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andrew s

Galaxy and cluster formation simulations

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Prof Nat Bastian gave a brilliant talk on Globular Clusters at Chester Astro Soc last night. He completely revised what I thought we new about them.

In his talk he showed simulations from the Eagle Project http://icc.dur.ac.uk/Eagle/downloads.php and from the E-Mosaics Project  http://www.astro.ljmu.ac.uk/~astjpfef/e-mosaics/downloads which combine his groups work on cluster formation with the cosmological evolution simulations of Eagle.

The downloads are not the exact same ones shown but if you have not seen them the they are well worth a look.

Regards Andrew

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Sorry to have missed that talk, Andrew. Was working in London.

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Ah, fantastic. I would have loved to have heard that talk. 'What are Globular Clusters?' is one of my big unanswered questions (the other one concerns the Big Bang, but I won't go into that right now!)... what did he have to say - roughly?

I'm now going to go and watch the two simulations.

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@PhotoGav very roughly our old idea that GC were old is wrong and due to selection effects prior to IR ccd and hst. There are gc of all ages and a continuum of clusters from compact gc  to open clusters. What you get depends on just how massive and dense the gas cloud they formed in. 

gc  form today in regions where galaxies are colliding and other situations triggering star bursts.  gc can be used to trace galaxy mergers as gc  with common properties come from different source galaxies. They can be used to trace the star streams from the mergers as have been done for the milkyway and other large galaxies.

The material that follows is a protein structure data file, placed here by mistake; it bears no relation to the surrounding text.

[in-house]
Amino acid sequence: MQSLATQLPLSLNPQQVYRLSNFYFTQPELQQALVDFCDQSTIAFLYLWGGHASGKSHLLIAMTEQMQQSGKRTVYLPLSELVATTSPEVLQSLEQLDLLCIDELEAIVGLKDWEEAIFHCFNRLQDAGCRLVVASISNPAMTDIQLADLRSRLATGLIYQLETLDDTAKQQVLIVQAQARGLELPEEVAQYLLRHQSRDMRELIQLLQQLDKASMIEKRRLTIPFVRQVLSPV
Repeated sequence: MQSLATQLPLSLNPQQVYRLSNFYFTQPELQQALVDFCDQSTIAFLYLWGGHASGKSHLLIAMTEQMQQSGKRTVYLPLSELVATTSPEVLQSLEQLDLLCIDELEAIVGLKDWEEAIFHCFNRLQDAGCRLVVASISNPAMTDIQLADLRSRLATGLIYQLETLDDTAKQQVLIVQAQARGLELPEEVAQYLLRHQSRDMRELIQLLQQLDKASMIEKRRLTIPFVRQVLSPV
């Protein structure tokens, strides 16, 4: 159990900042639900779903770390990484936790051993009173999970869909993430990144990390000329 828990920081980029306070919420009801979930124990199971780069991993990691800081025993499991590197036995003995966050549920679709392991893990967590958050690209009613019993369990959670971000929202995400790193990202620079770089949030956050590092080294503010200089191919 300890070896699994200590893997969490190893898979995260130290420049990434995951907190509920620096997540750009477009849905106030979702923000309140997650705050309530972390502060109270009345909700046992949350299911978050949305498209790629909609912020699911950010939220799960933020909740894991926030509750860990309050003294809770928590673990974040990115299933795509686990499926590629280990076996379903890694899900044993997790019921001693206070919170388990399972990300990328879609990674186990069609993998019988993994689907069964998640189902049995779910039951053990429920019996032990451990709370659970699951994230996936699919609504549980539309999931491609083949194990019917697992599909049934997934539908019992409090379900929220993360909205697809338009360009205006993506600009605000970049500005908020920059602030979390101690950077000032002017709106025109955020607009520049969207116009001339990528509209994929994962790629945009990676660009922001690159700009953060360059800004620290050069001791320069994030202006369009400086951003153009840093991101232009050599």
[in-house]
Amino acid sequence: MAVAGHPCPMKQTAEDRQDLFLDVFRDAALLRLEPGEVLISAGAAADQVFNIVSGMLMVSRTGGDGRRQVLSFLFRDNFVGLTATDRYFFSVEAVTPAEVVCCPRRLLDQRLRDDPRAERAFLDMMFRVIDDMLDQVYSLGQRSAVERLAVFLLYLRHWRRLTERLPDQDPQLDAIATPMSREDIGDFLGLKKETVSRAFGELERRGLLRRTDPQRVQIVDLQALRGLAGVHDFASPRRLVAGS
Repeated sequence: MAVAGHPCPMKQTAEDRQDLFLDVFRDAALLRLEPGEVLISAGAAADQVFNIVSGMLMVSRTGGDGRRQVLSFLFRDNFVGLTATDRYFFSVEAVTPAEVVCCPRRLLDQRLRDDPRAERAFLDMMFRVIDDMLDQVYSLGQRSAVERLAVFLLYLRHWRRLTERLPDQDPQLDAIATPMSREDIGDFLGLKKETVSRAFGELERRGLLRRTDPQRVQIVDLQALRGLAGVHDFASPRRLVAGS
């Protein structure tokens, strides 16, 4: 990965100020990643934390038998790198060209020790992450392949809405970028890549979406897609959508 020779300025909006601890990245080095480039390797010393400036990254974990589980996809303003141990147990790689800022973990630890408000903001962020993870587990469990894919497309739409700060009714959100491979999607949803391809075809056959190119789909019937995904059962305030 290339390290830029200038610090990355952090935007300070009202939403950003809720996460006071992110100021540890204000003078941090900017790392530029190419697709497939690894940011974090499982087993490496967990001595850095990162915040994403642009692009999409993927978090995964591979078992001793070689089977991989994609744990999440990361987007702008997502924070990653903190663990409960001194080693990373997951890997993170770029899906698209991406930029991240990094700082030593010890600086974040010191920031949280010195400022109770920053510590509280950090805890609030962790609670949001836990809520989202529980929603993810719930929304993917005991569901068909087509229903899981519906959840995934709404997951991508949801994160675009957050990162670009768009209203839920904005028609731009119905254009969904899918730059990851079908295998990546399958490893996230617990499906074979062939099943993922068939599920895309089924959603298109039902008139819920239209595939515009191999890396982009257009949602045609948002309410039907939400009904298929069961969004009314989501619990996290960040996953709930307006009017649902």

Regards Andrew 

Edited by andrew s
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Hah... the only thing that doesn’t change is that everything changes! Fascinating stuff. It’s good to see that these objects are being investigated and understood a little more. I rather like telling people at outreach sessions that they are some of the oldest objects visible. I’ll have to adapt my patter slightly!

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They are Population-II old stars, that lie in, around, to the top & bottom of the nuclear halo. Yes, they are coorelated, with the Big Bang.  

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17 minutes ago, Science562h said:

They are Population-II old stars, that lie in, around, to the top & bottom of the nuclear halo. Yes, they are coorelated, with the Big Bang.  

That was what was thought to be the case but it was a selection effect. We now know as per the talk that they form throught out time and are indeed forming now.

Regards Andrew 

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That's, what my Astronomy I class teaches, right out of the text. Population II stars are old stars that were not enriched by heavy metals, yet. They are intermediate population stars. Population III stars are primordial & devoid of any metal, exccept for lithium. Therefore, if stars are forming in bound GCs, those GCs are now comprised of population I stars, within a population II cluster. Umbrella'd, as GC POP-II. However, true POP-II GCs do not have active star formations. POP-II GCs don't contain high mass main sequence stars & the clusters are doomed to burnout. GCs formed, at the same time, as OCs & traveled to our MWG or were accreted, through dwarf galaxies & mergers.